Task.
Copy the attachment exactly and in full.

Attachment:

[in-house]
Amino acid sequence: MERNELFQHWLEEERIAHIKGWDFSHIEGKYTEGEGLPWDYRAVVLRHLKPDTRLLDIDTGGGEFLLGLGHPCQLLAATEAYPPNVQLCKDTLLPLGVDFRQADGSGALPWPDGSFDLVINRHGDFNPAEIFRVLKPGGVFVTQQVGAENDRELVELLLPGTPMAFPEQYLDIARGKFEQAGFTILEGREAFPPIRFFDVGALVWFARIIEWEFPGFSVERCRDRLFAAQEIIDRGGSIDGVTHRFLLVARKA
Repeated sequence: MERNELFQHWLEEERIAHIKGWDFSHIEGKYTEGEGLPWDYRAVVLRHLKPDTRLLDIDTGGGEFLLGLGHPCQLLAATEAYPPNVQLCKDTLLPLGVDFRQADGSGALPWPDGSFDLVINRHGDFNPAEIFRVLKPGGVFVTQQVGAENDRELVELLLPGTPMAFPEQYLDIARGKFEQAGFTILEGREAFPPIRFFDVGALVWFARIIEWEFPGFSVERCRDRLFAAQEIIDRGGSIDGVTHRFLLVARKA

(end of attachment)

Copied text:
[in-house]
Amino acid sequence: MERNELFQHWLEEERIAHIKGWDFSHIEGKYTEGEGLPWDYRAVVLRHLKPDTRLLDIDTGGGEFLLGLGHPCQLLAATEAYPPNVQLCKDTLLPLGVDFRQADGSGALPWPDGSFDLVINRHGDFNPAEIFRVLKPGGVFVTQQVGAENDRELVELLLPGTPMAFPEQYLDIARGKFEQAGFTILEGREAFPPIRFFDVGALVWFARIIEWEFPGFSVERCRDRLFAAQEIIDRGGSIDGVTHRFLLVARKA
Repeated sequence: MERNELFQHWLEEERIAHIKGWDFSHIEGKYTEGEGLPWDYRAVVLRHLKPDTRLLDIDTGGGEFLLGLGHPCQLLAATEAYPPNVQLCKDTLLPLGVDFRQADGSGALPWPDGSFDLVINRHGDFNPAEIFRVLKPGGVFVTQQVGAENDRELVELLLPGTPMAFPEQYLDIARGKFEQAGFTILEGREAFPPIRFFDVGALVWFARIIEWEFPGFSVERCRDRLFAAQEIIDRGGSIDGVTHRFLLVARKA